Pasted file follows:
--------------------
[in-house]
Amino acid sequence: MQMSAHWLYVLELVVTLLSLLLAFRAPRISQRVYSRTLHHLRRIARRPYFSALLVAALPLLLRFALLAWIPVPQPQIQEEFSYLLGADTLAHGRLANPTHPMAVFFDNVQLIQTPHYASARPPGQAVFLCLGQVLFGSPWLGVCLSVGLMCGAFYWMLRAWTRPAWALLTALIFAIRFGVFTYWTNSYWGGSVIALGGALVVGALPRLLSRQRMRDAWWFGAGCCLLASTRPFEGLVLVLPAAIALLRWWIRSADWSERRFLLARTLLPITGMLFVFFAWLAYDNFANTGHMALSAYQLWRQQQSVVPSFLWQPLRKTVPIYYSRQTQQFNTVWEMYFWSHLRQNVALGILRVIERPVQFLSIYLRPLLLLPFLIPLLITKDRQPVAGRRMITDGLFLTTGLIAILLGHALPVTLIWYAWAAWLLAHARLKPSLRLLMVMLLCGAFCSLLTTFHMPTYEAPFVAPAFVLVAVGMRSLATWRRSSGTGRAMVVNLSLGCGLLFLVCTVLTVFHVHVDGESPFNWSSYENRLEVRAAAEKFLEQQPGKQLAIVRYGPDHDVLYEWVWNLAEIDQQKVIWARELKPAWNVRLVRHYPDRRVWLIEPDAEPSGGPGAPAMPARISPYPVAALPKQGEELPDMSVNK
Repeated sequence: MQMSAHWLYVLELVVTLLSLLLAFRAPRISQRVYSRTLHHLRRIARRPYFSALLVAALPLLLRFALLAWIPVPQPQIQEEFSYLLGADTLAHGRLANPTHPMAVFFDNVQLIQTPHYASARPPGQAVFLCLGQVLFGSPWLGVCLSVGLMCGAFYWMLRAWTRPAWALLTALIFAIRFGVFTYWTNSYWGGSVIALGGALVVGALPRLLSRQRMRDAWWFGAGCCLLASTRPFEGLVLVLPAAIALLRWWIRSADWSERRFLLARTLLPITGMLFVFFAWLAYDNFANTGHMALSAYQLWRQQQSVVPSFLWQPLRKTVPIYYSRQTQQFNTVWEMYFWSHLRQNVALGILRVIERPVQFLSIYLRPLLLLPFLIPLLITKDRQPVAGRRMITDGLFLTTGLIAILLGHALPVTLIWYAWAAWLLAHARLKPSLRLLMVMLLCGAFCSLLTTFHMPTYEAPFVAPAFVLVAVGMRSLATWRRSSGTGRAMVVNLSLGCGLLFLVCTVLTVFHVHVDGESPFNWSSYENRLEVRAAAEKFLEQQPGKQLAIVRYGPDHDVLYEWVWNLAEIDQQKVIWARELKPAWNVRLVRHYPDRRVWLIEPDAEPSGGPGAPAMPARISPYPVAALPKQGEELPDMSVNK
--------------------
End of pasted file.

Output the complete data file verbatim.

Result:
[in-house]
Amino acid sequence: MQMSAHWLYVLELVVTLLSLLLAFRAPRISQRVYSRTLHHLRRIARRPYFSALLVAALPLLLRFALLAWIPVPQPQIQEEFSYLLGADTLAHGRLANPTHPMAVFFDNVQLIQTPHYASARPPGQAVFLCLGQVLFGSPWLGVCLSVGLMCGAFYWMLRAWTRPAWALLTALIFAIRFGVFTYWTNSYWGGSVIALGGALVVGALPRLLSRQRMRDAWWFGAGCCLLASTRPFEGLVLVLPAAIALLRWWIRSADWSERRFLLARTLLPITGMLFVFFAWLAYDNFANTGHMALSAYQLWRQQQSVVPSFLWQPLRKTVPIYYSRQTQQFNTVWEMYFWSHLRQNVALGILRVIERPVQFLSIYLRPLLLLPFLIPLLITKDRQPVAGRRMITDGLFLTTGLIAILLGHALPVTLIWYAWAAWLLAHARLKPSLRLLMVMLLCGAFCSLLTTFHMPTYEAPFVAPAFVLVAVGMRSLATWRRSSGTGRAMVVNLSLGCGLLFLVCTVLTVFHVHVDGESPFNWSSYENRLEVRAAAEKFLEQQPGKQLAIVRYGPDHDVLYEWVWNLAEIDQQKVIWARELKPAWNVRLVRHYPDRRVWLIEPDAEPSGGPGAPAMPARISPYPVAALPKQGEELPDMSVNK
Repeated sequence: MQMSAHWLYVLELVVTLLSLLLAFRAPRISQRVYSRTLHHLRRIARRPYFSALLVAALPLLLRFALLAWIPVPQPQIQEEFSYLLGADTLAHGRLANPTHPMAVFFDNVQLIQTPHYASARPPGQAVFLCLGQVLFGSPWLGVCLSVGLMCGAFYWMLRAWTRPAWALLTALIFAIRFGVFTYWTNSYWGGSVIALGGALVVGALPRLLSRQRMRDAWWFGAGCCLLASTRPFEGLVLVLPAAIALLRWWIRSADWSERRFLLARTLLPITGMLFVFFAWLAYDNFANTGHMALSAYQLWRQQQSVVPSFLWQPLRKTVPIYYSRQTQQFNTVWEMYFWSHLRQNVALGILRVIERPVQFLSIYLRPLLLLPFLIPLLITKDRQPVAGRRMITDGLFLTTGLIAILLGHALPVTLIWYAWAAWLLAHARLKPSLRLLMVMLLCGAFCSLLTTFHMPTYEAPFVAPAFVLVAVGMRSLATWRRSSGTGRAMVVNLSLGCGLLFLVCTVLTVFHVHVDGESPFNWSSYENRLEVRAAAEKFLEQQPGKQLAIVRYGPDHDVLYEWVWNLAEIDQQKVIWARELKPAWNVRLVRHYPDRRVWLIEPDAEPSGGPGAPAMPARISPYPVAALPKQGEELPDMSVNK